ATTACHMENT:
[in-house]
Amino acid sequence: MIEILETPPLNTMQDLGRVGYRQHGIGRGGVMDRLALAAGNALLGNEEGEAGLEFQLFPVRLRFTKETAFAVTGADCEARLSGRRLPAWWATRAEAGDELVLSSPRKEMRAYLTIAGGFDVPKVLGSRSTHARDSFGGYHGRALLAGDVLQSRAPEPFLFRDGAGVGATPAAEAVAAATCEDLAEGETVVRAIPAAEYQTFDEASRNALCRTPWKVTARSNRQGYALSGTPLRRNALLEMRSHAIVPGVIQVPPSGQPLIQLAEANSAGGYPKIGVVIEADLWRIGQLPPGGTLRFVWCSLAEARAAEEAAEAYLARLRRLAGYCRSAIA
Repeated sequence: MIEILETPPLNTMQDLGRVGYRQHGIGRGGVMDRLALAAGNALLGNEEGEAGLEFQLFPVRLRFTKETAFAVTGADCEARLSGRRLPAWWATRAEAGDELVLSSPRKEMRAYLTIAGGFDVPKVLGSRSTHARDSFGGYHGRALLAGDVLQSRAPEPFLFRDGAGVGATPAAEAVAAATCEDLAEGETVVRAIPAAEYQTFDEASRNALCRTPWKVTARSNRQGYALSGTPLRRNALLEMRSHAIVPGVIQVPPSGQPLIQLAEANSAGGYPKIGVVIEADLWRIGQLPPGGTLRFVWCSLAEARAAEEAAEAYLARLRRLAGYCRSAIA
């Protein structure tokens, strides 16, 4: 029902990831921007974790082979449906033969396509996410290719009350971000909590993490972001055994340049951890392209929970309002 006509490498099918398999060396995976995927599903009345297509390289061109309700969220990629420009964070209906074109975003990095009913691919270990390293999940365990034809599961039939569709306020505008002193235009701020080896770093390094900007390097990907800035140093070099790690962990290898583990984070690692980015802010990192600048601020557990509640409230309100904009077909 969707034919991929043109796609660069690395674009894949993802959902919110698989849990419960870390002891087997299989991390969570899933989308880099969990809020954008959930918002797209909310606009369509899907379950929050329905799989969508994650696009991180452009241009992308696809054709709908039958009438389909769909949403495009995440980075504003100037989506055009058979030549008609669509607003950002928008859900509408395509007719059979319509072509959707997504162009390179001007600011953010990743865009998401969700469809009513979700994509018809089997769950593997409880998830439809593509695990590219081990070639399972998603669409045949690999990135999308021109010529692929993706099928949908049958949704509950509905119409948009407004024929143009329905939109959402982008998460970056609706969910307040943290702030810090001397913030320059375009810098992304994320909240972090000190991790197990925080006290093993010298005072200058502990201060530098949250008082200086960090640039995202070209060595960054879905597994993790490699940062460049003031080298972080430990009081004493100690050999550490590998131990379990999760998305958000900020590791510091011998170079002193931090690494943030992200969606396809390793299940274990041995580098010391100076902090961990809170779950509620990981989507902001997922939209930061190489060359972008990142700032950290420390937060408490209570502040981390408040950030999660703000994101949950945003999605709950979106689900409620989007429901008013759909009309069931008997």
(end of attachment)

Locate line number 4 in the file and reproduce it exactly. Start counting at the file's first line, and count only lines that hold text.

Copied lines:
């Protein structure tokens, strides 16, 4: 029902990831921007974790082979449906033969396509996410290719009350971000909590993490972001055994340049951890392209929970309002 006509490498099918398999060396995976995927599903009345297509390289061109309700969220990629420009964070209906074109975003990095009913691919270990390293999940365990034809599961039939569709306020505008002193235009701020080896770093390094900007390097990907800035140093070099790690962990290898583990984070690692980015802010990192600048601020557990509640409230309100904009077909 969707034919991929043109796609660069690395674009894949993802959902919110698989849990419960870390002891087997299989991390969570899933989308880099969990809020954008959930918002797209909310606009369509899907379950929050329905799989969508994650696009991180452009241009992308696809054709709908039958009438389909769909949403495009995440980075504003100037989506055009058979030549008609669509607003950002928008859900509408395509007719059979319509072509959707997504162009390179001007600011953010990743865009998401969700469809009513979700994509018809089997769950593997409880998830439809593509695990590219081990070639399972998603669409045949690999990135999308021109010529692929993706099928949908049958949704509950509905119409948009407004024929143009329905939109959402982008998460970056609706969910307040943290702030810090001397913030320059375009810098992304994320909240972090000190991790197990925080006290093993010298005072200058502990201060530098949250008082200086960090640039995202070209060595960054879905597994993790490699940062460049003031080298972080430990009081004493100690050999550490590998131990379990999760998305958000900020590791510091011998170079002193931090690494943030992200969606396809390793299940274990041995580098010391100076902090961990809170779950509620990981989507902001997922939209930061190489060359972008990142700032950290420390937060408490209570502040981390408040950030999660703000994101949950945003999605709950979106689900409620989007429901008013759909009309069931008997």